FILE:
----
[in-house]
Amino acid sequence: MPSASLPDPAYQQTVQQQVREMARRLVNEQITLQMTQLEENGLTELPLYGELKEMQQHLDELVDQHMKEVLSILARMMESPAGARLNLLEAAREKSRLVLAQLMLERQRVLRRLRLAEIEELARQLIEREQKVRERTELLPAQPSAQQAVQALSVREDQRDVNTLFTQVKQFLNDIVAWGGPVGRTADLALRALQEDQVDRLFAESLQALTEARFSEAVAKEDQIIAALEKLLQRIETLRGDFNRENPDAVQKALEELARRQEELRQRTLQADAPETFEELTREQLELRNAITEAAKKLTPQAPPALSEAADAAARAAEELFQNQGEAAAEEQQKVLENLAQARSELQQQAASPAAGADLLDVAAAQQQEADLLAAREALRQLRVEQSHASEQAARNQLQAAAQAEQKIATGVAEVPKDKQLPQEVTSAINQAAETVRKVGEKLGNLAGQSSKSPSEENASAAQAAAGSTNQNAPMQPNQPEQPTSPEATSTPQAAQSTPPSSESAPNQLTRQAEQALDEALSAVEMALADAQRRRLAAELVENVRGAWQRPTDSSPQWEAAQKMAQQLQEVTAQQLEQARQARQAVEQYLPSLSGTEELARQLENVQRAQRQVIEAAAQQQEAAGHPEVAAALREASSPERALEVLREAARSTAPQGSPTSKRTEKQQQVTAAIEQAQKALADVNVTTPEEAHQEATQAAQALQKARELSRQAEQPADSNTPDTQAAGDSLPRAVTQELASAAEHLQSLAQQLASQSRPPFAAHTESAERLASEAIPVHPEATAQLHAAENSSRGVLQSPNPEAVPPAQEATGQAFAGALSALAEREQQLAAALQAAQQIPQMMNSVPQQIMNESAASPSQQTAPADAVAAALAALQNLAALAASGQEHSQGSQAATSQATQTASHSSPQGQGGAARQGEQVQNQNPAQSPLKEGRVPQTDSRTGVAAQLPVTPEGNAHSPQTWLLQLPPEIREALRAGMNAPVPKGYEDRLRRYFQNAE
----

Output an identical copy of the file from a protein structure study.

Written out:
[in-house]
Amino acid sequence: MPSASLPDPAYQQTVQQQVREMARRLVNEQITLQMTQLEENGLTELPLYGELKEMQQHLDELVDQHMKEVLSILARMMESPAGARLNLLEAAREKSRLVLAQLMLERQRVLRRLRLAEIEELARQLIEREQKVRERTELLPAQPSAQQAVQALSVREDQRDVNTLFTQVKQFLNDIVAWGGPVGRTADLALRALQEDQVDRLFAESLQALTEARFSEAVAKEDQIIAALEKLLQRIETLRGDFNRENPDAVQKALEELARRQEELRQRTLQADAPETFEELTREQLELRNAITEAAKKLTPQAPPALSEAADAAARAAEELFQNQGEAAAEEQQKVLENLAQARSELQQQAASPAAGADLLDVAAAQQQEADLLAAREALRQLRVEQSHASEQAARNQLQAAAQAEQKIATGVAEVPKDKQLPQEVTSAINQAAETVRKVGEKLGNLAGQSSKSPSEENASAAQAAAGSTNQNAPMQPNQPEQPTSPEATSTPQAAQSTPPSSESAPNQLTRQAEQALDEALSAVEMALADAQRRRLAAELVENVRGAWQRPTDSSPQWEAAQKMAQQLQEVTAQQLEQARQARQAVEQYLPSLSGTEELARQLENVQRAQRQVIEAAAQQQEAAGHPEVAAALREASSPERALEVLREAARSTAPQGSPTSKRTEKQQQVTAAIEQAQKALADVNVTTPEEAHQEATQAAQALQKARELSRQAEQPADSNTPDTQAAGDSLPRAVTQELASAAEHLQSLAQQLASQSRPPFAAHTESAERLASEAIPVHPEATAQLHAAENSSRGVLQSPNPEAVPPAQEATGQAFAGALSALAEREQQLAAALQAAQQIPQMMNSVPQQIMNESAASPSQQTAPADAVAAALAALQNLAALAASGQEHSQGSQAATSQATQTASHSSPQGQGGAARQGEQVQNQNPAQSPLKEGRVPQTDSRTGVAAQLPVTPEGNAHSPQTWLLQLPPEIREALRAGMNAPVPKGYEDRLRRYFQNAE